Environmental sustainability remains high on the agenda of Europe’s airports. Their strong commitment to carbon reduction is borne out by the success of Airport Carbon Accreditation which has so far accredited airports representing more than half of European passenger traffic. An interesting development has been the exploration of biofuels. Avinor and Aena, for example, are both researching the possibilities of biofuel production, while Hamburg Airport uses bio methane as vehicle fuel. Ross Falconer reports.
As a key requirement of any airport development project, environmental efficiency is placed towards the very top of the agenda from the initial planning stages through to the day-to-day operation of the facilities. Ryan Ghee explores how the environmental considerations have been managed across three of Europe’s largest ongoing airport development projects.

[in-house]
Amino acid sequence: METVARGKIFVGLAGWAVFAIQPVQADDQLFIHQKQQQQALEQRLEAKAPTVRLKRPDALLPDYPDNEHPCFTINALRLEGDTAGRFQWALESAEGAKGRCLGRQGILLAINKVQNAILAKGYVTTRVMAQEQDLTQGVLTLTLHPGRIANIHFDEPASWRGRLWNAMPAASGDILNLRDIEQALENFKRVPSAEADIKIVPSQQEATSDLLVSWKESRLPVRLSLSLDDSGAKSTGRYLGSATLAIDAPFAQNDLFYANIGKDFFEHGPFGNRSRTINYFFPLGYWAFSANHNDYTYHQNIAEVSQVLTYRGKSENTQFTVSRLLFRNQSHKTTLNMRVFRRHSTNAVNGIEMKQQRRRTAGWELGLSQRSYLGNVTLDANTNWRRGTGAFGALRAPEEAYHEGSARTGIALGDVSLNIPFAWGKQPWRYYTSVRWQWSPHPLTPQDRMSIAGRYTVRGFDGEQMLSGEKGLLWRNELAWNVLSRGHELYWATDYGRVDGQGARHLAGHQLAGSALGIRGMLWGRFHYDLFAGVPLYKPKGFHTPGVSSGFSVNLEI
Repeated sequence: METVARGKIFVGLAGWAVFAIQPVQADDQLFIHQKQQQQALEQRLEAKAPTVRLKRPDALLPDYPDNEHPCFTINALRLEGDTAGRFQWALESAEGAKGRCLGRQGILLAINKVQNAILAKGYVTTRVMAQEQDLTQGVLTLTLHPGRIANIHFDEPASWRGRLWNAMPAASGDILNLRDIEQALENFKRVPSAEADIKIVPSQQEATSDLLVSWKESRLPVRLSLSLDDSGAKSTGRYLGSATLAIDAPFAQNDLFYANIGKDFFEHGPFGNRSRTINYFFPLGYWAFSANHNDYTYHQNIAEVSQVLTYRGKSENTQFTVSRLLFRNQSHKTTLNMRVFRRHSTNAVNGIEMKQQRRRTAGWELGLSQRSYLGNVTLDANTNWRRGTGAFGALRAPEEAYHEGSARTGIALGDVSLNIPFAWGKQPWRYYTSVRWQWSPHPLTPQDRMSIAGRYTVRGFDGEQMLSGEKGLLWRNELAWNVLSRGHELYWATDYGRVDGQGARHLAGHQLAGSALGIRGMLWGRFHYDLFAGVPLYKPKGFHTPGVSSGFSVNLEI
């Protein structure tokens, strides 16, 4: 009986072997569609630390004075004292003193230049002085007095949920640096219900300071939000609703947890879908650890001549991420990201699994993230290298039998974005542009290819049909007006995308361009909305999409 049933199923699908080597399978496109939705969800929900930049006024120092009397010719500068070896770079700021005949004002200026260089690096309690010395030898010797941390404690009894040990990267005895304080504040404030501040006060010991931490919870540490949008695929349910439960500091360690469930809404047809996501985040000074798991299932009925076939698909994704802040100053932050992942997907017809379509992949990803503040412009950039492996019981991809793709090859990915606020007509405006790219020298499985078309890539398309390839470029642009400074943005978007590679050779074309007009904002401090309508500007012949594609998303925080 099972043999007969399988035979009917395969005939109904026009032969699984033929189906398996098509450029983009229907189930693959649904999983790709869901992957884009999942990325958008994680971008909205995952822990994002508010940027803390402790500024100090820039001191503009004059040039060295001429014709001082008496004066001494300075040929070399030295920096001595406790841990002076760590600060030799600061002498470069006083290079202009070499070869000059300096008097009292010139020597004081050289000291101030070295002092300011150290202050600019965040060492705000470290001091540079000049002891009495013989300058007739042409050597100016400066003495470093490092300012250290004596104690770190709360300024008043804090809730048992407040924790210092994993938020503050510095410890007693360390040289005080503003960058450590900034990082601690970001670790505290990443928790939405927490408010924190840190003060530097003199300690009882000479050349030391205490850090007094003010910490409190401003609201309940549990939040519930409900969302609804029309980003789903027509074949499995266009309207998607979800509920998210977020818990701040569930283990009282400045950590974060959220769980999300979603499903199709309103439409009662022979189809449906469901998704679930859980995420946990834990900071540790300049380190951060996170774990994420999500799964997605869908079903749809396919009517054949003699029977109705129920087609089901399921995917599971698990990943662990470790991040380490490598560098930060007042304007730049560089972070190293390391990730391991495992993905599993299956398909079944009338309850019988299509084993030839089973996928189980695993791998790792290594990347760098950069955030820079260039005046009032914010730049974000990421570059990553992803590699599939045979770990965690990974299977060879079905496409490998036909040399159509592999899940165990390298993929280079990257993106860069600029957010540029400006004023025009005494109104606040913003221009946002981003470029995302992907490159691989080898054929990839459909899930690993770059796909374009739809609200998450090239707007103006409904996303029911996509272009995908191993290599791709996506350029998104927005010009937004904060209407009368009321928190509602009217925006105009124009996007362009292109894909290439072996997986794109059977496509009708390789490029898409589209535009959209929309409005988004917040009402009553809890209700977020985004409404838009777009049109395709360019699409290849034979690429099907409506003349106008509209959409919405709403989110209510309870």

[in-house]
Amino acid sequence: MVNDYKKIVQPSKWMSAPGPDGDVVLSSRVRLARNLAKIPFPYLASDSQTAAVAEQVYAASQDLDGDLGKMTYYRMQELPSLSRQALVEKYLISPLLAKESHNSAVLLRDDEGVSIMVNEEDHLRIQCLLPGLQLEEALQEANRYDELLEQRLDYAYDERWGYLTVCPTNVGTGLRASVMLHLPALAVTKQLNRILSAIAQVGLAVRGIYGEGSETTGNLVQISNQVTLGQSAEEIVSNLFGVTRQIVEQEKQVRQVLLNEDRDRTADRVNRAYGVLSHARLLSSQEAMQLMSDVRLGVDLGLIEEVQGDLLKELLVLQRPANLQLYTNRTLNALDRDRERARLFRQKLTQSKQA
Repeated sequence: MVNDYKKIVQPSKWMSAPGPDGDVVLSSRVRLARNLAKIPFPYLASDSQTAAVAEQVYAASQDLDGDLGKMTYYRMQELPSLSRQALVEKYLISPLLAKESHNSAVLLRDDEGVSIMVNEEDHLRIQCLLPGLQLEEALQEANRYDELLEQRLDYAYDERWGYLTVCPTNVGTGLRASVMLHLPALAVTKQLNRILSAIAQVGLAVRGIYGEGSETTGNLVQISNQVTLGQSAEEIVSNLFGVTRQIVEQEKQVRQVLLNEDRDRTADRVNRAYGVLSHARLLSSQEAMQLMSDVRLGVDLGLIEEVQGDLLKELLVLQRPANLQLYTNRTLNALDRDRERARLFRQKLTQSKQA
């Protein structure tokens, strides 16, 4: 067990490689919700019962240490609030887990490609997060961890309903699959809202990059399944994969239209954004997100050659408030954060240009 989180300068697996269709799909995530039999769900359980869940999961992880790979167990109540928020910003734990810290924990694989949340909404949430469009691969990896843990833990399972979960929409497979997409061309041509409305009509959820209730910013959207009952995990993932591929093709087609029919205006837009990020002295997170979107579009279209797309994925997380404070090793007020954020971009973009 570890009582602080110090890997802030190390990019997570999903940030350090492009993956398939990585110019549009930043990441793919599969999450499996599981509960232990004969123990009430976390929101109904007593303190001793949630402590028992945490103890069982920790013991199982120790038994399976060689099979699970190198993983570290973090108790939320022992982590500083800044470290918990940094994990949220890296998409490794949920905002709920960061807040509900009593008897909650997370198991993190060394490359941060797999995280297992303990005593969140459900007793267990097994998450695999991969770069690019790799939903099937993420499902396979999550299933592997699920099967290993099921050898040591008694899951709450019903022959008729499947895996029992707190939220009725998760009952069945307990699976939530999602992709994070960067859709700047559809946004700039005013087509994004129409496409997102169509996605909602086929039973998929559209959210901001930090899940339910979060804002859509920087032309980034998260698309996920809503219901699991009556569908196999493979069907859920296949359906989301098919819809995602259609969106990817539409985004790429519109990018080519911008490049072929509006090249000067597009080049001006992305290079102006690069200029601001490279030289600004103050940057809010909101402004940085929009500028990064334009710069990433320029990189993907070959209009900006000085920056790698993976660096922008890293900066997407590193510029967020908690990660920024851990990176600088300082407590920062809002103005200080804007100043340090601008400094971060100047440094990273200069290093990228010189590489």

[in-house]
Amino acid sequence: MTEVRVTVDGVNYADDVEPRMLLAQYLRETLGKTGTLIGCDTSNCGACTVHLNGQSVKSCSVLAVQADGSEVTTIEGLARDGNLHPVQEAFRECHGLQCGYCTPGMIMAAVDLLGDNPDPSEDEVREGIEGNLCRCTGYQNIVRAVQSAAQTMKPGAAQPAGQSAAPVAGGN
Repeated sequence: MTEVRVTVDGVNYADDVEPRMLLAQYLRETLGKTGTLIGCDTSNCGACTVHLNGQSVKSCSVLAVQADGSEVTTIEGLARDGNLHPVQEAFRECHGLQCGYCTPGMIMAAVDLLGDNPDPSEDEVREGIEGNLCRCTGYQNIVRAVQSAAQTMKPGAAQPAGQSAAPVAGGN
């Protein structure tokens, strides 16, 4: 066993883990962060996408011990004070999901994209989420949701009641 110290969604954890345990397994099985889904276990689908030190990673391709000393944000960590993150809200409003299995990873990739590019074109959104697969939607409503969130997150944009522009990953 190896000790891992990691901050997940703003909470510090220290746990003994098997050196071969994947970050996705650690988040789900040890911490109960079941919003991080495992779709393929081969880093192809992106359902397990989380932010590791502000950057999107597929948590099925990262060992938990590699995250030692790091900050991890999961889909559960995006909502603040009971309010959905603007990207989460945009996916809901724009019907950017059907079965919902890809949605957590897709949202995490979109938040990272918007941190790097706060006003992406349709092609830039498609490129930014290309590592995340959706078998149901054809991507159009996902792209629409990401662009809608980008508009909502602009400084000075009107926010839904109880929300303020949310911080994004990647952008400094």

VINGA (Validation and Improvement of Next Generation Airspace) is a one-year project being undertaken at Göteborg Landvetter Airport within the framework of SESAR. The aim is to validate, through operational trials, the environmental benefits of implementing new ATM procedures. Ross Falconer reports.
Airport Carbon Accreditation – the carbon management standard for airports – goes from strength to strength, with a number of significant accreditations since the start of the year. A diverse range of airports either succeeded in becoming part of the Airport Carbon Accreditation family, or upgrading their accreditation level. Robert O’Meara reports.
18 months ago, Airport Carbon Accreditation was launched at the ACI EUROPE 2009 Annual Congress in Manchester. In the face of challenging times, the programme has nevertheless successfully established itself as the standard for carbon management at airports. Robert O’Meara reports.